<?php echo get_avatar( get_option( 'admin_email' ), 100 ); ?>

Anyway, this is just a reminder that Underscores is so awesome! I’ll keep working on this and you can obviously follow along on Github. Feedback, bug reports and pull requests much appreciated! Have a great Wednesday :)

Update: and it’s now compatible with (some) mobile devices too. The “small-menu” script in the underscores theme is doing a really good job.

Introducing Underscores.me

Underscores.me — The Best Way To Get Started With The _s Theme on ThemeShaper. It’s a project Hugo Baeta and I have been working of in the past few days. Make sure you check it out and come back with some feedback. If you’d like your face to appear in the list of contributors, make sure you contribute at least one patch (or pull request) to the underscores project on Github. Have fun!

Twenty Twelve is Back in the Game

Twenty Twelve Demo

Twenty Twelve is back in trunk now and looking pretty amazing, aiming for 3.5. The theme options code is one of my favorite parts, showing off the 3.4 customizer and the Settings API. One thing I absolutely love about default themes in WordPress, is the fact that they show you how to make things right. I think studying a default theme is way more valuable, than reading a whole pile of WordPress books, or attending some kind of WordPress courses.

Default Post Thumbnails in WordPress

Justin Tadlock wrote about the right ways to add default post thumbnails to your WordPress themes. One method is to filter on post_thumbnail_html, and the second method is to simply use else with has_post_thumbnail.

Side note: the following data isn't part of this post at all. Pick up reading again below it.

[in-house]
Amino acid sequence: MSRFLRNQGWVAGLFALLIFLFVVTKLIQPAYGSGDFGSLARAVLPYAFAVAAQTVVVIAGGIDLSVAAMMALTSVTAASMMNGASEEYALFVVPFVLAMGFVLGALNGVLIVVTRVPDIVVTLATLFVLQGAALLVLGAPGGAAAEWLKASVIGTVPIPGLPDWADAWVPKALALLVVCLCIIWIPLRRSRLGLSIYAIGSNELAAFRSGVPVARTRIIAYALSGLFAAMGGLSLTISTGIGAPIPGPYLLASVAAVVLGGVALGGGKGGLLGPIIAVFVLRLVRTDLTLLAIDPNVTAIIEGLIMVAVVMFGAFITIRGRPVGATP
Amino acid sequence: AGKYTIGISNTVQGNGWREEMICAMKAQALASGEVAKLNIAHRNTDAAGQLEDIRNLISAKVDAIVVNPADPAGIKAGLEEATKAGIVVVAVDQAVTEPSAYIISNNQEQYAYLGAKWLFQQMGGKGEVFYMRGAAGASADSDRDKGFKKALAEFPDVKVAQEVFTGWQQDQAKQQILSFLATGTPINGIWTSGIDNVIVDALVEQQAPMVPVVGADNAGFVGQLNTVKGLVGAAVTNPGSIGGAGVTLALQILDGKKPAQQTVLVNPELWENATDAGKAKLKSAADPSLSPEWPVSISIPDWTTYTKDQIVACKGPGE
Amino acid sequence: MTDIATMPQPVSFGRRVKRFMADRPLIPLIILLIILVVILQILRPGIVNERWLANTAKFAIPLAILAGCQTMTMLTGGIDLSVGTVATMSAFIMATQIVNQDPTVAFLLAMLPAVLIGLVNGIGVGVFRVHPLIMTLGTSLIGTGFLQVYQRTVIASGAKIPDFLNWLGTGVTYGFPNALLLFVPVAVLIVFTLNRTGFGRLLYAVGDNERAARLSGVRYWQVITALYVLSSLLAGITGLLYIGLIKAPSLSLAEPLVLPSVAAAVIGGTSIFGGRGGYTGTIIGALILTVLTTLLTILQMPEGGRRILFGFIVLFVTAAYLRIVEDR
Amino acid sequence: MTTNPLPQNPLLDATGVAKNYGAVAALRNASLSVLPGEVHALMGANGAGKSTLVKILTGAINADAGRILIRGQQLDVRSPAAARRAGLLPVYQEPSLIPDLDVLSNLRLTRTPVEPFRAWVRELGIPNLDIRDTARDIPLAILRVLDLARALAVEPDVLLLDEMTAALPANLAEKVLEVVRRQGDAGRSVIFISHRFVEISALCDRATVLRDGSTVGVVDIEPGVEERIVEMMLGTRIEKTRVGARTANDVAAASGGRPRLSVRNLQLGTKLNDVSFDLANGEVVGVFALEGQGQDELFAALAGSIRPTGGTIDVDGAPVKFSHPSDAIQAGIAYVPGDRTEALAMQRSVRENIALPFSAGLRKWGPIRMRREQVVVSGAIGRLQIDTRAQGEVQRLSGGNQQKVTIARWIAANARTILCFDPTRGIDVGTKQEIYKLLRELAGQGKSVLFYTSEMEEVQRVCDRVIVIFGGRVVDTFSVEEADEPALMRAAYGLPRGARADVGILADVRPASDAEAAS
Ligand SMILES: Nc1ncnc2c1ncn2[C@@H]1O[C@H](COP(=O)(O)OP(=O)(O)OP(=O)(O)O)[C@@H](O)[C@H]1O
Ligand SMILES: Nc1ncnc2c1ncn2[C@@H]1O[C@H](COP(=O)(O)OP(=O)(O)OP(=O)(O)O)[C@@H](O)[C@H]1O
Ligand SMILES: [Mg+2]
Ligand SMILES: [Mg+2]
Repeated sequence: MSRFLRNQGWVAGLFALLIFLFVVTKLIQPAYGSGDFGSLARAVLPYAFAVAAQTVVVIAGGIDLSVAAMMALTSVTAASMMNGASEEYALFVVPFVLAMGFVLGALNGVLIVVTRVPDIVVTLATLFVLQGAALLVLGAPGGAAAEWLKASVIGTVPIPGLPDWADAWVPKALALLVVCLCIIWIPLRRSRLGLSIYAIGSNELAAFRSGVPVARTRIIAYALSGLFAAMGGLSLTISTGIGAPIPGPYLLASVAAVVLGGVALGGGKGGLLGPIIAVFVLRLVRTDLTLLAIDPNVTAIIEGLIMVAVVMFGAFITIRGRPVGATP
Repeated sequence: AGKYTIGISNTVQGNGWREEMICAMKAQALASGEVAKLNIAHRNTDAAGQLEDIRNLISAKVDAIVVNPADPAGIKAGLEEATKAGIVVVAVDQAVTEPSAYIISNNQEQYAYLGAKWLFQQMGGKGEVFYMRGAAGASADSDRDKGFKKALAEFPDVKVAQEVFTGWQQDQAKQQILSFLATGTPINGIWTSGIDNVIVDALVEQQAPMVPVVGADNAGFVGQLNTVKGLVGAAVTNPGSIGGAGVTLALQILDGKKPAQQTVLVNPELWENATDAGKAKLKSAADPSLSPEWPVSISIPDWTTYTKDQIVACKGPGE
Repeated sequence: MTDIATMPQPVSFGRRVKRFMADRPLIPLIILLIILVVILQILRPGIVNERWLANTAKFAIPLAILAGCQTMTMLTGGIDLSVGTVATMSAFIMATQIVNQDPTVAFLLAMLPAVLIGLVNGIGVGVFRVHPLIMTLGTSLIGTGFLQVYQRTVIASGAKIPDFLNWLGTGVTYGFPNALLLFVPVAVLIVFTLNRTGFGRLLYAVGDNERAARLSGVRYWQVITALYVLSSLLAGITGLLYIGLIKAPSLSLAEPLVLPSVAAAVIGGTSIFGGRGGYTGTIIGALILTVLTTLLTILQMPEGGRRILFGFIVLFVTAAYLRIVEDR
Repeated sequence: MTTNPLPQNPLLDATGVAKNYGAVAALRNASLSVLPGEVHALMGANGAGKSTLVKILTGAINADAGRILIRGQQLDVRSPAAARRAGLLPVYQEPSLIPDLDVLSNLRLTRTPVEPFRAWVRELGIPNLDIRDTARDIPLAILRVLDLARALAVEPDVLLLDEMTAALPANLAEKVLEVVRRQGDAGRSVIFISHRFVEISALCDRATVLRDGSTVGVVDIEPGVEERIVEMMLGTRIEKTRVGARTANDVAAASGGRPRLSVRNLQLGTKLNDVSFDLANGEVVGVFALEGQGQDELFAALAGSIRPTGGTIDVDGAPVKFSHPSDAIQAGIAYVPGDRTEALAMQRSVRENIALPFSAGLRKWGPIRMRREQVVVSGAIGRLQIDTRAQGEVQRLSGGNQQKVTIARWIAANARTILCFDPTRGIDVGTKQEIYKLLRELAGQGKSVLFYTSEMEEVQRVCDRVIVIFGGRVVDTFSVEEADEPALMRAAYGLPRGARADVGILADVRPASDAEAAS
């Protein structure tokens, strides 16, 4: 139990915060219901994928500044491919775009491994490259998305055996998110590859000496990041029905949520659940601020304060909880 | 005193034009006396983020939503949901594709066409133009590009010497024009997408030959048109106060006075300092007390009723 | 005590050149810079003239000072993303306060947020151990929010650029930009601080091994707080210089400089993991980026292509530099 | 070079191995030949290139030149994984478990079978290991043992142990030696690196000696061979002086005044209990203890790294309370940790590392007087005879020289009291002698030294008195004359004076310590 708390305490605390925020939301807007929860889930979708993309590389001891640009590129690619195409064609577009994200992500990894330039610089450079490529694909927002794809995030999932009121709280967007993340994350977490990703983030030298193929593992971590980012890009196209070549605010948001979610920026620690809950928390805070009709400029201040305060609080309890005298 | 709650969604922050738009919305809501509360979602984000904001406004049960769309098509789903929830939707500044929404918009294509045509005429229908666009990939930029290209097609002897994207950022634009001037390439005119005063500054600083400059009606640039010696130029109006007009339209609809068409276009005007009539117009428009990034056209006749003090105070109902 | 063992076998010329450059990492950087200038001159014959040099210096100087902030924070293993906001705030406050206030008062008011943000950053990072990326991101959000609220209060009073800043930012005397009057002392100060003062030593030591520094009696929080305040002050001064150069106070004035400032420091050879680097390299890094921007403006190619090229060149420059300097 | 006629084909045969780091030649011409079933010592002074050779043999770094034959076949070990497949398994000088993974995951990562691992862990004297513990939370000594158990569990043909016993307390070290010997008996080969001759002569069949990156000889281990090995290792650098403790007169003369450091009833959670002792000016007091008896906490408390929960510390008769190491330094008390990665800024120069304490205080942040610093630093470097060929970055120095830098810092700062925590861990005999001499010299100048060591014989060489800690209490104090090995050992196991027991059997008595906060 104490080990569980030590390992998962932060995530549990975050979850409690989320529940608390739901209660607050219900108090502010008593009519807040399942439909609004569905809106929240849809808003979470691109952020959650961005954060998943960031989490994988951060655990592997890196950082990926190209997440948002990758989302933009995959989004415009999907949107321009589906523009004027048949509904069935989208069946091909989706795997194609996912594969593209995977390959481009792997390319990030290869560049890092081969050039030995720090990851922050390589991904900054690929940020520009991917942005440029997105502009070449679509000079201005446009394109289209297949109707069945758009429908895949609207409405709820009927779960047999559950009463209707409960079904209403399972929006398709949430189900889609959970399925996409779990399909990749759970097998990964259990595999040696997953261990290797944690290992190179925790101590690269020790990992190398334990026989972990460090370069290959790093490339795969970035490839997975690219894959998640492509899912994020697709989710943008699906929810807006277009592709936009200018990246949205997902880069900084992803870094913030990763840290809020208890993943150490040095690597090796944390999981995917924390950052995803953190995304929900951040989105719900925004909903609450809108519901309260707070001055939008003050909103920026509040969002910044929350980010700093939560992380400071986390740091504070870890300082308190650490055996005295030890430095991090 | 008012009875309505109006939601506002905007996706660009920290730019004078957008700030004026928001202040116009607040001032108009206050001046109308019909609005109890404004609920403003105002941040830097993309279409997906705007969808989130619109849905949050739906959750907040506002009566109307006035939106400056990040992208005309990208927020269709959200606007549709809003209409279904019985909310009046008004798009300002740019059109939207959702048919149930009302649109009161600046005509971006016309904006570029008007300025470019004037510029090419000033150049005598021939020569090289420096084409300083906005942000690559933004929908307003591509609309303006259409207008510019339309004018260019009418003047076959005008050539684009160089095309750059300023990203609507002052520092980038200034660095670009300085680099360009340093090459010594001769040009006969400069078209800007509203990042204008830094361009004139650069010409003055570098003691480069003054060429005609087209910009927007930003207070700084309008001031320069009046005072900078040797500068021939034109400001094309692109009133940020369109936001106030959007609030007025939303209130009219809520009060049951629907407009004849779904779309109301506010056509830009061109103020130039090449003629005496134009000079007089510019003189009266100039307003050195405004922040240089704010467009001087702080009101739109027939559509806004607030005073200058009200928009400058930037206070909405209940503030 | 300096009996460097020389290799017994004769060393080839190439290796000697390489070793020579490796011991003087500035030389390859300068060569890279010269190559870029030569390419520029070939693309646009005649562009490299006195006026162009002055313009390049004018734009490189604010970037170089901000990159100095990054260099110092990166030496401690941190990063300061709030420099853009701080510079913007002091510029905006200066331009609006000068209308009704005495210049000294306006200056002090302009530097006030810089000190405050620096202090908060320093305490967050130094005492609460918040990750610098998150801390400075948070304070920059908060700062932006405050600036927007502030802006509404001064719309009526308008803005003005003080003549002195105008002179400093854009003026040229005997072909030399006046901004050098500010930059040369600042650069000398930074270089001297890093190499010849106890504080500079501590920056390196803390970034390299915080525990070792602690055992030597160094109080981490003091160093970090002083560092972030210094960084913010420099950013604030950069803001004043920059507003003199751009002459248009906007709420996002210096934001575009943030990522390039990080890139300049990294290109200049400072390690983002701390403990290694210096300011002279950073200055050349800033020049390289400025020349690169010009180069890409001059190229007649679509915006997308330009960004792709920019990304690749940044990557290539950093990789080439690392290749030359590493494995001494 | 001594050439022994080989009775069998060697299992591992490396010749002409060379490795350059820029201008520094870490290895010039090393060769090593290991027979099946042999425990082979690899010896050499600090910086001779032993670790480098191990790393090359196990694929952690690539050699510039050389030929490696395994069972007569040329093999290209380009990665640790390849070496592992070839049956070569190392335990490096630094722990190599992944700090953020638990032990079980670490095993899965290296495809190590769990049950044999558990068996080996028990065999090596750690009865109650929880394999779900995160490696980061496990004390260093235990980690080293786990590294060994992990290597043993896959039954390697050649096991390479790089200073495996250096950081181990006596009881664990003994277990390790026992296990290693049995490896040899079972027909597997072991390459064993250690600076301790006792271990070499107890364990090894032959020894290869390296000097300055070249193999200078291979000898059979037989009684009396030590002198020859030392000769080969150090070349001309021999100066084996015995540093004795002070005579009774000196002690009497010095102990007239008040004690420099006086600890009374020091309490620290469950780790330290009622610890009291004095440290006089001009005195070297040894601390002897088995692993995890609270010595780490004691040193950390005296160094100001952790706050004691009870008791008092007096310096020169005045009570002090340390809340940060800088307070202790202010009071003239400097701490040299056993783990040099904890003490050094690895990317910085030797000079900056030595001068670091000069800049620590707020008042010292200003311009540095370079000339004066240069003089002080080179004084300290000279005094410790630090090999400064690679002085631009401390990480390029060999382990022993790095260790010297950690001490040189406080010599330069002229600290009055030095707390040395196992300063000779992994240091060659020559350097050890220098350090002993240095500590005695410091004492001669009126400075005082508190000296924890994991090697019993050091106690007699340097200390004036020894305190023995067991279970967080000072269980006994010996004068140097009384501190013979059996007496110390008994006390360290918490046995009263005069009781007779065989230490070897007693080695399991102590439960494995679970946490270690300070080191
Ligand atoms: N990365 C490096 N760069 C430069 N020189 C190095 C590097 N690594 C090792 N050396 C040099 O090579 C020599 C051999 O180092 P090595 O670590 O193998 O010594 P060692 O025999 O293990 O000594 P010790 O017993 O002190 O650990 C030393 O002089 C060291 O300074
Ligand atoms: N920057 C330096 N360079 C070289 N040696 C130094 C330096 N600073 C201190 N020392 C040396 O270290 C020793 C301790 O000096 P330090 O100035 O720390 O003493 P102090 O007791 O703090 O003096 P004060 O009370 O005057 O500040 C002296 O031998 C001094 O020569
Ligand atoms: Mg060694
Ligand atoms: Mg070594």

The second method is easier to understand, straightforward and future-proof. The filter in the first method would only work well when we need to change the markup of the thumbnail images output, like print a div with a background-image instead of an img element.

On WordPress Theme Frameworks

I’m in a bad mood today, so I’m gonna do a little whining about WordPress theme frameworks, okay? Don’t be surprised if I delete this post in a day or two ;)

I was reading this post on WPBeginner, where Syed writes that you can edit your theme’s header.php file, and add a stylesheet for a Google Font in your theme. Then he writes about “the right way” to do it in the Genesis theme framework:

add_action( 'genesis_meta', 'wpb_add_google_fonts', 5);
function wpb_add_google_fonts() {
    echo '<link rel="stylesheet" type="text/css" href="http://fonts.googleapis.com/css?family=Lora|Oswald" media="screen">';
}

Okay, so here’s what I don’t understand. Why on earth should a theme framework way of adding a stylesheet file, differ from the WordPress way to do it?

I spent years and years and years, studying the massive amount of WordPress actions and filters, and by now I’m aware that if I’d like to output something in my theme’s <head> section, I’d simply use a child theme functions.php file, or a plugin file (I wouldn’t edit my header.php), and hook to wp_head to print my link elements, voila!

Now if I choose to use Genesis (or any other theme framework for that matter), it’s supposed to make my life easier, right? Well no! Now I have to spend more and more years to study another billion actions and filters names, so I know that if I’m using Genesis, I have to hook to genesis_meta instead. This is crazy, and the reason why I don’t use any WordPress theme frameworks. Please don’t come and tell me your framework is different and I’m gonna love it, because I’m not.

Oh and in case you were wondering, the right way to include a stylesheet into your WordPress theme would be to use the wp_enqueue_style function.

Phew, I feel much better.